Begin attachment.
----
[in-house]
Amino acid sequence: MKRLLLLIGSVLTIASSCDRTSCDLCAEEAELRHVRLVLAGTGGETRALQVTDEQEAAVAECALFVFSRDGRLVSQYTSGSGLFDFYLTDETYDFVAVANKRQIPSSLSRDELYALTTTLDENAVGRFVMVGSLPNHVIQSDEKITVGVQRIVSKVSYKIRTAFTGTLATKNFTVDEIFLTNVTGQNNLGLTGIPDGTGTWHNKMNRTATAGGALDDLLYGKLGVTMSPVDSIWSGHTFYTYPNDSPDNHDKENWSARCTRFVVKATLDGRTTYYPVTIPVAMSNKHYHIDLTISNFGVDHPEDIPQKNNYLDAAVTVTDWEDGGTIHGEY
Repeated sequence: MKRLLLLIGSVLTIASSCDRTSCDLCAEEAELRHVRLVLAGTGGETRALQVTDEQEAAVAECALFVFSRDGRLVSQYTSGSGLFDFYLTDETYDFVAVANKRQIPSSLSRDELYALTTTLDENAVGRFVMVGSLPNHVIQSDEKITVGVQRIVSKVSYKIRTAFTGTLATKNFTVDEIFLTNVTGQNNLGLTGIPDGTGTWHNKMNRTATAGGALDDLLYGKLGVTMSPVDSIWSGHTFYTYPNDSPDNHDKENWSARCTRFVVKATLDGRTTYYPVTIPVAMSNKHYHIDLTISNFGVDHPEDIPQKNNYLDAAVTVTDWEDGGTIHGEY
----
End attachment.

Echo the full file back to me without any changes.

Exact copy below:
[in-house]
Amino acid sequence: MKRLLLLIGSVLTIASSCDRTSCDLCAEEAELRHVRLVLAGTGGETRALQVTDEQEAAVAECALFVFSRDGRLVSQYTSGSGLFDFYLTDETYDFVAVANKRQIPSSLSRDELYALTTTLDENAVGRFVMVGSLPNHVIQSDEKITVGVQRIVSKVSYKIRTAFTGTLATKNFTVDEIFLTNVTGQNNLGLTGIPDGTGTWHNKMNRTATAGGALDDLLYGKLGVTMSPVDSIWSGHTFYTYPNDSPDNHDKENWSARCTRFVVKATLDGRTTYYPVTIPVAMSNKHYHIDLTISNFGVDHPEDIPQKNNYLDAAVTVTDWEDGGTIHGEY
Repeated sequence: MKRLLLLIGSVLTIASSCDRTSCDLCAEEAELRHVRLVLAGTGGETRALQVTDEQEAAVAECALFVFSRDGRLVSQYTSGSGLFDFYLTDETYDFVAVANKRQIPSSLSRDELYALTTTLDENAVGRFVMVGSLPNHVIQSDEKITVGVQRIVSKVSYKIRTAFTGTLATKNFTVDEIFLTNVTGQNNLGLTGIPDGTGTWHNKMNRTATAGGALDDLLYGKLGVTMSPVDSIWSGHTFYTYPNDSPDNHDKENWSARCTRFVVKATLDGRTTYYPVTIPVAMSNKHYHIDLTISNFGVDHPEDIPQKNNYLDAAVTVTDWEDGGTIHGEY